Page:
One feature requested by one of our users was to ability to search in multiple search areas, each with their own latitude, longitude and radius. This presented a usability challenge to SSP’s query syntax which was built around the idea of a single search area. Consequently we used this as a motivation to address and simplify our query syntax. We’ve removed as many parameters as possible and reduced the search area syntax to a single parameter circles which concisely defines the areas that will be searched. The following example illustrates the change:

SSP 1.0: q={!spatial lat=52.347 long=4.453 radius=10 unit=km}title:pizza
SSP 2.0: q={!spatial circles=52.347,4.453,10}title:pizza

Here the latitude, longitude and radius are now defined in a unified tuple. It is possible to define multiple search areas by separating the tuples with ‘//’ such as circle=52.347,4.453,10//40.543,10.983,100. Gone are the parameters for units (all distances are now assumed to be in km), calc (all calculations are done using the arc calculator) and threadCount (multi-threading is no longer used).

Two additional parameters have been added:

  • qtype:Allows the user to specify the QParserPlugin type they wish to use for parsing the free text search component of the query, if one is defined. Users wishing to use dismax queries would set this to dismax. Example {!spatial qtype=dismax …}pizza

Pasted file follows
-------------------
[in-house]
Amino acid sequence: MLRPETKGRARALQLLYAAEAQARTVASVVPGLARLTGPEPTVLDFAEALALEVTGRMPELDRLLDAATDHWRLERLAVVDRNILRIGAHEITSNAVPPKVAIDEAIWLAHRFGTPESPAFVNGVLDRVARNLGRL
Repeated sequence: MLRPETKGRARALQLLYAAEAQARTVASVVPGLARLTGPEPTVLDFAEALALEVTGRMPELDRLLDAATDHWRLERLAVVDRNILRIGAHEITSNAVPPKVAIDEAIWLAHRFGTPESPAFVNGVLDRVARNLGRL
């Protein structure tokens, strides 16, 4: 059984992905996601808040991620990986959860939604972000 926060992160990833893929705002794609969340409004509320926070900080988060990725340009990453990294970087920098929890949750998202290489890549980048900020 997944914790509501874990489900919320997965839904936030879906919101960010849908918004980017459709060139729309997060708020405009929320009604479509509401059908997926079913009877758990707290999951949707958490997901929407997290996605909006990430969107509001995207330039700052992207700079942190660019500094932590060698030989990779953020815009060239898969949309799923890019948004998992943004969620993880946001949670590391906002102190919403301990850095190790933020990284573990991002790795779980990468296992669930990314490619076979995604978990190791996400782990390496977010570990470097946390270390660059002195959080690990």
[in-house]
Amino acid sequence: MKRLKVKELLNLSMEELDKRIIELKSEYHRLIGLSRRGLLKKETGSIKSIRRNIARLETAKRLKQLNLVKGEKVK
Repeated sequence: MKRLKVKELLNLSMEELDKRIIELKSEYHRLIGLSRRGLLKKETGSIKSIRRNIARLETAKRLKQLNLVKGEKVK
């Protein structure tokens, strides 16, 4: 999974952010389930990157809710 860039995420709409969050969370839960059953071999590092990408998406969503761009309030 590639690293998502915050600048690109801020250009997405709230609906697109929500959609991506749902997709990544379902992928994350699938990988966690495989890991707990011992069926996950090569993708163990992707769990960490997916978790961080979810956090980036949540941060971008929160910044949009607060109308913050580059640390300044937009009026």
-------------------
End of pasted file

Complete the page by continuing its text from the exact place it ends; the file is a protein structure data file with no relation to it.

• boost:Allows the user to define the boost to applied to the spatial queries. Default is 1.0 meaning no boost. Example {!spatial boost=3.0 …}pizza

Query vs Filter Query

A little known feature about SSP is that its not necessary for the spatial aspect of your query to be your main query (q), it can in fact be a filter query (fq). This was not of much use in SSP 1.0 since its Qparser required you to have a query string and because the results of the spatial filtering could not be cached, there wasn’t much benefit to using a filter query.

In SSP 2.0 we addressed these limitations. The SpatialQParser now correctly handles a query string being omitted and since the results of the SpatialQuery are now cachable, you can now benefit from Solr’s filterCache.

Assuming you would normally send the request q={!spatial …}title:pizza, it is now possible to send the request q=title:pizza&fq={!spatial …}.

When should you use which? Well, one limitation of SSP’s support for sorting by distance is that this is handled during the parsing of your main query. Therefore if you wish to sort by distance, you must use the SpatialQParser for your main query. Other than that, it really depends on your use case. If you are doing frequent searches in a few search areas with differing query string, then its best to move the spatial search to a filter query so it can be cached. However if you are often doing a few spatial searches with the same query strings, then its best to have it as your main search query so they can be cached together with the query string results.

Bringing it all Together